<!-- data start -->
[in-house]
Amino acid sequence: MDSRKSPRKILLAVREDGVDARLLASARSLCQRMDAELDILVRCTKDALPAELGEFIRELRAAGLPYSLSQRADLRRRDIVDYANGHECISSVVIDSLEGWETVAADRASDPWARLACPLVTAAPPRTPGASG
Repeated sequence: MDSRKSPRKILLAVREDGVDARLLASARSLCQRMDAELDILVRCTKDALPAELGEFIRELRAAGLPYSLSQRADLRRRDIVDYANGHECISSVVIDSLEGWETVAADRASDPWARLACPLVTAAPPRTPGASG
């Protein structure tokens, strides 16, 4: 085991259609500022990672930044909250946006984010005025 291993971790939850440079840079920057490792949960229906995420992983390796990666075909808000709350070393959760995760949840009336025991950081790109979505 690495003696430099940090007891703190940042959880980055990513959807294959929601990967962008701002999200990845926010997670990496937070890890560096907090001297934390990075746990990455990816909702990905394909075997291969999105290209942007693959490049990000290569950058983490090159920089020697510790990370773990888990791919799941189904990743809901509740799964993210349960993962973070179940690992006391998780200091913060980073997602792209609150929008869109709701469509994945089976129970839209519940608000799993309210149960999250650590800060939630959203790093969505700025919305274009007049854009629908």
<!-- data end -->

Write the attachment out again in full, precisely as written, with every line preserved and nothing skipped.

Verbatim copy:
[in-house]
Amino acid sequence: MDSRKSPRKILLAVREDGVDARLLASARSLCQRMDAELDILVRCTKDALPAELGEFIRELRAAGLPYSLSQRADLRRRDIVDYANGHECISSVVIDSLEGWETVAADRASDPWARLACPLVTAAPPRTPGASG
Repeated sequence: MDSRKSPRKILLAVREDGVDARLLASARSLCQRMDAELDILVRCTKDALPAELGEFIRELRAAGLPYSLSQRADLRRRDIVDYANGHECISSVVIDSLEGWETVAADRASDPWARLACPLVTAAPPRTPGASG
């Protein structure tokens, strides 16, 4: 085991259609500022990672930044909250946006984010005025 291993971790939850440079840079920057490792949960229906995420992983390796990666075909808000709350070393959760995760949840009336025991950081790109979505 690495003696430099940090007891703190940042959880980055990513959807294959929601990967962008701002999200990845926010997670990496937070890890560096907090001297934390990075746990990455990816909702990905394909075997291969999105290209942007693959490049990000290569950058983490090159920089020697510790990370773990888990791919799941189904990743809901509740799964993210349960993962973070179940690992006391998780200091913060980073997602792209609150929008869109709701469509994945089976129970839209519940608000799993309210149960999250650590800060939630959203790093969505700025919305274009007049854009629908």